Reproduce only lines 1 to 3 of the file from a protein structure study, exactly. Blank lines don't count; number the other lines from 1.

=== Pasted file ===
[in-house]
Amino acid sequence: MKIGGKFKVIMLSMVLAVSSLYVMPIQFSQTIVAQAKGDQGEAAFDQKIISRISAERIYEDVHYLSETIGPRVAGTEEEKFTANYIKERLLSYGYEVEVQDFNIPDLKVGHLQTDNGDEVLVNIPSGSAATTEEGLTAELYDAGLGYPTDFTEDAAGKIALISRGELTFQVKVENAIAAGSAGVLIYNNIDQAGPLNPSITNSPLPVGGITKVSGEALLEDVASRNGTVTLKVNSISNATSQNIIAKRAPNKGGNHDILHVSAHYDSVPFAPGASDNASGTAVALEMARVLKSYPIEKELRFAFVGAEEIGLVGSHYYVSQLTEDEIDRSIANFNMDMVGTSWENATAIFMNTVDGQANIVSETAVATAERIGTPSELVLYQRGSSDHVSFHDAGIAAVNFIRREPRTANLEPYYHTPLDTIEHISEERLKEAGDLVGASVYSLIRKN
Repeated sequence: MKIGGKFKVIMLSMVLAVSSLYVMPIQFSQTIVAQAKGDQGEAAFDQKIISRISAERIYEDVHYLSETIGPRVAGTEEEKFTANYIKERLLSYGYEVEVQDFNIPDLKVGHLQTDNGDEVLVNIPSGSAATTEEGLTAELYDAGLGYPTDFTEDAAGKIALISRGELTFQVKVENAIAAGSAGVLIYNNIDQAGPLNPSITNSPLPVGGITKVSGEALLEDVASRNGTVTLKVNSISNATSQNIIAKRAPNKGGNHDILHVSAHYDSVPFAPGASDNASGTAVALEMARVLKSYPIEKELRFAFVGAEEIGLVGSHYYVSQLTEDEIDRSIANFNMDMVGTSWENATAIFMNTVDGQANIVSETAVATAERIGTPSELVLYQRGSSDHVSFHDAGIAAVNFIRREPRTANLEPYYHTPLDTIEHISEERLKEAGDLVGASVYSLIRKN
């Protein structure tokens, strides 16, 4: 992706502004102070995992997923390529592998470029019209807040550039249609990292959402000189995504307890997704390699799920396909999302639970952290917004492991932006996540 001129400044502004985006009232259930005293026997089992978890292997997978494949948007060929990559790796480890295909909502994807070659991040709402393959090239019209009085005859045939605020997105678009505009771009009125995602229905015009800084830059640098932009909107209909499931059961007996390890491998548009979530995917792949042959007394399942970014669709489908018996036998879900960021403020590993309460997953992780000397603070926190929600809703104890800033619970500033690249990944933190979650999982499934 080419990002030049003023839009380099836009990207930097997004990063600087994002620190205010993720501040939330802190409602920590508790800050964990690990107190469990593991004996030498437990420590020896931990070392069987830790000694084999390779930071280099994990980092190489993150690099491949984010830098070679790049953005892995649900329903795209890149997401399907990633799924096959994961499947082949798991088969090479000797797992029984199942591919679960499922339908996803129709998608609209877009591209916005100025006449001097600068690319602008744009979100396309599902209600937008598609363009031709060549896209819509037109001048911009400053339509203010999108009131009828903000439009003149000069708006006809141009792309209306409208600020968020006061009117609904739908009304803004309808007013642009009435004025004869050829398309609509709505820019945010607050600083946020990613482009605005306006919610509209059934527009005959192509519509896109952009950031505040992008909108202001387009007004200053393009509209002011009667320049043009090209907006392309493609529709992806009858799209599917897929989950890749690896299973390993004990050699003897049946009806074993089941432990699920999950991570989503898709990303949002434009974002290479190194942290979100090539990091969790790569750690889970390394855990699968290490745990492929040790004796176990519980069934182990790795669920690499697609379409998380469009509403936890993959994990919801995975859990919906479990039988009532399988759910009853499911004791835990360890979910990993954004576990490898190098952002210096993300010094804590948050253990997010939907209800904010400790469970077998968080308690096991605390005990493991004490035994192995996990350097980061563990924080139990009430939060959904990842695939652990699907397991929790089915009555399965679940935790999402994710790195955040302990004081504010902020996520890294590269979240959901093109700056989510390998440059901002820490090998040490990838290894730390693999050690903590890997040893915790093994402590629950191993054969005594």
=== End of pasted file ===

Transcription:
[in-house]
Amino acid sequence: MKIGGKFKVIMLSMVLAVSSLYVMPIQFSQTIVAQAKGDQGEAAFDQKIISRISAERIYEDVHYLSETIGPRVAGTEEEKFTANYIKERLLSYGYEVEVQDFNIPDLKVGHLQTDNGDEVLVNIPSGSAATTEEGLTAELYDAGLGYPTDFTEDAAGKIALISRGELTFQVKVENAIAAGSAGVLIYNNIDQAGPLNPSITNSPLPVGGITKVSGEALLEDVASRNGTVTLKVNSISNATSQNIIAKRAPNKGGNHDILHVSAHYDSVPFAPGASDNASGTAVALEMARVLKSYPIEKELRFAFVGAEEIGLVGSHYYVSQLTEDEIDRSIANFNMDMVGTSWENATAIFMNTVDGQANIVSETAVATAERIGTPSELVLYQRGSSDHVSFHDAGIAAVNFIRREPRTANLEPYYHTPLDTIEHISEERLKEAGDLVGASVYSLIRKN
Repeated sequence: MKIGGKFKVIMLSMVLAVSSLYVMPIQFSQTIVAQAKGDQGEAAFDQKIISRISAERIYEDVHYLSETIGPRVAGTEEEKFTANYIKERLLSYGYEVEVQDFNIPDLKVGHLQTDNGDEVLVNIPSGSAATTEEGLTAELYDAGLGYPTDFTEDAAGKIALISRGELTFQVKVENAIAAGSAGVLIYNNIDQAGPLNPSITNSPLPVGGITKVSGEALLEDVASRNGTVTLKVNSISNATSQNIIAKRAPNKGGNHDILHVSAHYDSVPFAPGASDNASGTAVALEMARVLKSYPIEKELRFAFVGAEEIGLVGSHYYVSQLTEDEIDRSIANFNMDMVGTSWENATAIFMNTVDGQANIVSETAVATAERIGTPSELVLYQRGSSDHVSFHDAGIAAVNFIRREPRTANLEPYYHTPLDTIEHISEERLKEAGDLVGASVYSLIRKN